New Student Orientation goes online for incoming students’ transition

Media Credit: Hatchet File Photo

Colette Coleman, the senior associate dean of students, said officials are floating the idea of holding “smaller-scaled socially-distanced” events organized by student orientation leaders in outdoor areas.

Officials said the Division for Student Affairs will launch a “comprehensive” virtual New Student Orientation throughout the month of August.

Starting Aug. 1, the DSA will host a month-long virtual New Student Orientation consisting of online modules with “interactive content” and “virtual live events” leading up to the first day of classes. Colette Coleman, the senior associate dean of students, said the virtual orientation will have similar programming to years past focusing on community, diversity and inclusion, academic engagement, living on campus, health and well-being and student rights and responsibilities.

From the moment a student commits to become part of the GW community, our goal is to provide our new students – both incoming first-year and transfer students – with opportunities to connect with each other, learn more about their new community, get involved and become equipped with resources,” Coleman said in an email. “We do realize that this year, classes and our on-campus residential experience is going to be different for all of us.”

Coleman said officials will hold sessions on how the University is responding to COVID-19 to share expectations for students navigating the new environment. She said officials are floating the idea of holding “smaller-scaled socially-distanced” events organized by student orientation leaders in outdoor areas and will let students know about any in-person programming opportunities as the move-in time period gets closer.

“While most of the getting to know campus orientation sessions will be held in online formats, we do recognize the importance of finding in-person connections within our community,” Coleman said.

Last fall was the University’s first time hosting a new student orientation over the course of five days in the week leading up to classes, replacing Colonial Inauguration, a six-session summer program that was previously scheduled throughout the summer. The new virtual orientation programming comes as GW awaits city approval to resume in-person classes in August with social distancing guidelines amid the ongoing pandemic.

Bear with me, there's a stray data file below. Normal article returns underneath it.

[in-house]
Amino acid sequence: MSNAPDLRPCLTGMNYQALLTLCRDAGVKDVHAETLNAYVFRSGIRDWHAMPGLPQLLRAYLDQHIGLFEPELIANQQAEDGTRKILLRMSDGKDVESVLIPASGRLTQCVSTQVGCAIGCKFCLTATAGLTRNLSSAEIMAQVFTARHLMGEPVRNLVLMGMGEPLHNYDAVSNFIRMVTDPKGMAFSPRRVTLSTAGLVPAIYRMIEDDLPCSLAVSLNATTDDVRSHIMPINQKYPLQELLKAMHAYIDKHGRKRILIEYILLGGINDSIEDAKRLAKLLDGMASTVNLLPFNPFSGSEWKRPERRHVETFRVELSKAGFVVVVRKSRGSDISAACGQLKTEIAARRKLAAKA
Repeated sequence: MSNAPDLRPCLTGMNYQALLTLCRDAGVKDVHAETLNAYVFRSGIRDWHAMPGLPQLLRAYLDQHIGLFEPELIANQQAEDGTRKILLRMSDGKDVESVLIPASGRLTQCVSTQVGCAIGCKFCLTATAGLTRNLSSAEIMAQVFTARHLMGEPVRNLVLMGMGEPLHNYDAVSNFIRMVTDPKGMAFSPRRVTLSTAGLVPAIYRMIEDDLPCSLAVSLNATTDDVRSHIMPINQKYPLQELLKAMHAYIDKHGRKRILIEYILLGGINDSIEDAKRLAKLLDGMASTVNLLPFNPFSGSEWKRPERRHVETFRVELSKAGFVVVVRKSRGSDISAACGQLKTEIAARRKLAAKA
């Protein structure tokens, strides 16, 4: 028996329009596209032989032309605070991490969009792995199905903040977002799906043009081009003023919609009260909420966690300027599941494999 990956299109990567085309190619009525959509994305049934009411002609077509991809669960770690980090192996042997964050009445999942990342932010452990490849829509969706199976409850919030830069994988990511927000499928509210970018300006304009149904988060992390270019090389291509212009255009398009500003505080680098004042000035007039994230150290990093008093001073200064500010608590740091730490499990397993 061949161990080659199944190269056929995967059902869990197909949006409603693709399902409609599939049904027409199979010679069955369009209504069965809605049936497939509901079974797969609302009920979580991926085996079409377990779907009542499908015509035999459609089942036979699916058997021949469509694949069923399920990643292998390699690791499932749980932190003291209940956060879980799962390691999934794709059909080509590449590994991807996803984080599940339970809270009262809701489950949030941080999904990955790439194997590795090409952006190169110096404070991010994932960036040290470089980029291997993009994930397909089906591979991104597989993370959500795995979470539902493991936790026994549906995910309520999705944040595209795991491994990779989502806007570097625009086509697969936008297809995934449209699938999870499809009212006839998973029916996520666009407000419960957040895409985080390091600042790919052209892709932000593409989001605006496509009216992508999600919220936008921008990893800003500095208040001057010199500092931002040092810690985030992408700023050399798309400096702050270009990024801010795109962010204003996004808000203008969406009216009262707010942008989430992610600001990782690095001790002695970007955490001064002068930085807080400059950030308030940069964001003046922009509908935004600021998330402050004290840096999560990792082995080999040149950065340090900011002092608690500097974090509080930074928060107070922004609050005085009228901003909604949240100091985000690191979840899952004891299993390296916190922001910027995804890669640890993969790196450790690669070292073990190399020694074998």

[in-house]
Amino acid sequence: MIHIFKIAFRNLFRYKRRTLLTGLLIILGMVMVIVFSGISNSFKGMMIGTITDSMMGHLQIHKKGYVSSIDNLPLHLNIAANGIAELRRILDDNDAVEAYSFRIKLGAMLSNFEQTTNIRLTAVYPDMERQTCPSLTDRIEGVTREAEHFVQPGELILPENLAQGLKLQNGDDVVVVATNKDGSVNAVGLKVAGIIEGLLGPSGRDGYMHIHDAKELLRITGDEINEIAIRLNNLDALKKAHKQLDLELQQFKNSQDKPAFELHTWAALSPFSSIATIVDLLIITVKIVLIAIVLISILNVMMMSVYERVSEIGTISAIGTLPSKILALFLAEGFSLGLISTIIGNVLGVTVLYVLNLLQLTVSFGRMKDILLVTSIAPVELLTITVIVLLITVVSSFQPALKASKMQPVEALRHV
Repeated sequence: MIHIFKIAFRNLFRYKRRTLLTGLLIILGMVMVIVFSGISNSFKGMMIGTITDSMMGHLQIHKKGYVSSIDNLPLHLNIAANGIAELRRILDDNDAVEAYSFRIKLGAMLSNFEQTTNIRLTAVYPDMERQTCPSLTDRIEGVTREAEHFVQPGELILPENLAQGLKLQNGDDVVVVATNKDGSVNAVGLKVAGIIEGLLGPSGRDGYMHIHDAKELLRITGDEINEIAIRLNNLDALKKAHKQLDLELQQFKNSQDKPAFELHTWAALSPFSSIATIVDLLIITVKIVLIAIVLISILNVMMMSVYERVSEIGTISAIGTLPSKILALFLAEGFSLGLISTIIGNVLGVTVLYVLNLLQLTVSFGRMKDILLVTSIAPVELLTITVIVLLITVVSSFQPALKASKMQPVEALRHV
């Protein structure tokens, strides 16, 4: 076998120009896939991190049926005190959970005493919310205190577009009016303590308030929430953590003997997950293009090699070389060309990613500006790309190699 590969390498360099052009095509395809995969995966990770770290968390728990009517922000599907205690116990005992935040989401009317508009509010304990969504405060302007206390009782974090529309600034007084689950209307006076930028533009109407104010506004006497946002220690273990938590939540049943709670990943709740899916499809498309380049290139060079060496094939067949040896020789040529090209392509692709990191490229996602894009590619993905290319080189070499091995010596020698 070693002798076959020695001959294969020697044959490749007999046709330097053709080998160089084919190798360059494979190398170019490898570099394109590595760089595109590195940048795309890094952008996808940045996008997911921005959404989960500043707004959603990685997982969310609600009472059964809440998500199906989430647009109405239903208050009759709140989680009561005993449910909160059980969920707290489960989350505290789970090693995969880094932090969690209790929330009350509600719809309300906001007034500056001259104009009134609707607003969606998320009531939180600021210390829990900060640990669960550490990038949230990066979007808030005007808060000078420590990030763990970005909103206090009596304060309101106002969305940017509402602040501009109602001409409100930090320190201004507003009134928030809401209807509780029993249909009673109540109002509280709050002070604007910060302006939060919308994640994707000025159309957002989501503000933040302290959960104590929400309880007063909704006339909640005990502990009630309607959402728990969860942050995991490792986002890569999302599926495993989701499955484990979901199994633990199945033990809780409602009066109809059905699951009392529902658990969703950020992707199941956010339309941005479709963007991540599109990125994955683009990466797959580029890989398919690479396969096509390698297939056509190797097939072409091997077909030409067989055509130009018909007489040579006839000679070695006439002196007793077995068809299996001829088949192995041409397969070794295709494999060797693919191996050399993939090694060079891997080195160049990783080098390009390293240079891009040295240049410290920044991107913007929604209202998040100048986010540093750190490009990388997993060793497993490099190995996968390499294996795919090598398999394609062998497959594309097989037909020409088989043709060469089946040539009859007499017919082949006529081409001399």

Coleman said DSA has been in communication with campus partners throughout the planning process to determine ways officials may be able to weave some of the “current national discussion” into programming.

Coleman said DSA has been reaching out to incoming freshmen since May through a biweekly email newsletter called Next Stop GW. She said all new students are receiving a new Buff & Blue Book that will accommodate for “any potential changes” during the summer and provide “vital” information for students to learn about campus.

She said incoming students interested in learning more about their college experience can also tune into Real Talk GW, a summer podcast that a group of students and the Office of Student Life present to discuss culture, finance, money management and current events.

Coleman said DSA officials are reviewing the results of a survey recently sent out to incoming students’ families on what would be most helpful for their acclimation. She said new students’ families are invited to attend Tuesday Talks, a webinar series aimed at discussing resources like academic support and the Student Services Hub and requirements like what immunizations and health insurance are required for incoming students.

“Even in a typical year, the transition from high school into college can be a bit overwhelming for any student,” Coleman said. “Students often depend on a support network at home and on campus during this transition. This year, we recognize that there may be more uncertainty than in previous years and are looking for additional ways to connect our GW families with what’s happening within our community.”

Amy Cohen, the executive director of the Nashman Center for Civic Engagement, said the Nashman Center plans to host Welcome Days of Service over several days instead of last year’s one-day event. She said students will select an option to participate in virtual, remote or in-person service and educational workshops or training on Aug. 29 and Saturdays in September.

“The Nashman Center for Civic Engagement and Public Service will host Welcome Days of Service over several days this year, with the kick-off during the last week of orientation,” Cohen said in an email.

The Hatchet has disabled comments on our website. Learn more.